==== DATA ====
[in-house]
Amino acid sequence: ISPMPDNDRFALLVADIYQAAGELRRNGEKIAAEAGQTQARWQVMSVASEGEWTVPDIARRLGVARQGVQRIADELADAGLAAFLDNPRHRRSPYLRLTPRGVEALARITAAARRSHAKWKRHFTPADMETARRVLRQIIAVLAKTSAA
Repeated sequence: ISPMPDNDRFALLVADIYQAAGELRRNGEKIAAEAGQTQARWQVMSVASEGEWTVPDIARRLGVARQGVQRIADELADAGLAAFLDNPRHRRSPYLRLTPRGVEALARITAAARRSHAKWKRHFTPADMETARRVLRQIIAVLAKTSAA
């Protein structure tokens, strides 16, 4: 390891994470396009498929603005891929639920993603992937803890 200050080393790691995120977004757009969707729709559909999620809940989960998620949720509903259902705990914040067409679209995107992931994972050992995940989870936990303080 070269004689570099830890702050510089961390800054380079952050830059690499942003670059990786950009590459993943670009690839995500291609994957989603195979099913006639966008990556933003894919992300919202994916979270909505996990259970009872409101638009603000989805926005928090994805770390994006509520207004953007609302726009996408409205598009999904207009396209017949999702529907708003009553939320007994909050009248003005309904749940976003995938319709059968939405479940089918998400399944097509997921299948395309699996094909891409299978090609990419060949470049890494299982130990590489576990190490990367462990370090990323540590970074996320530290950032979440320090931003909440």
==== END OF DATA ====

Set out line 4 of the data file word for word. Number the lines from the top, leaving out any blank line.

């Protein structure tokens, strides 16, 4: 390891994470396009498929603005891929639920993603992937803890 200050080393790691995120977004757009969707729709559909999620809940989960998620949720509903259902705990914040067409679209995107992931994972050992995940989870936990303080 070269004689570099830890702050510089961390800054380079952050830059690499942003670059990786950009590459993943670009690839995500291609994957989603195979099913006639966008990556933003894919992300919202994916979270909505996990259970009872409101638009603000989805926005928090994805770390994006509520207004953007609302726009996408409205598009999904207009396209017949999702529907708003009553939320007994909050009248003005309904749940976003995938319709059968939405479940089918998400399944097509997921299948395309699996094909891409299978090609990419060949470049890494299982130990590489576990190490990367462990370090990323540590970074996320530290950032979440320090931003909440």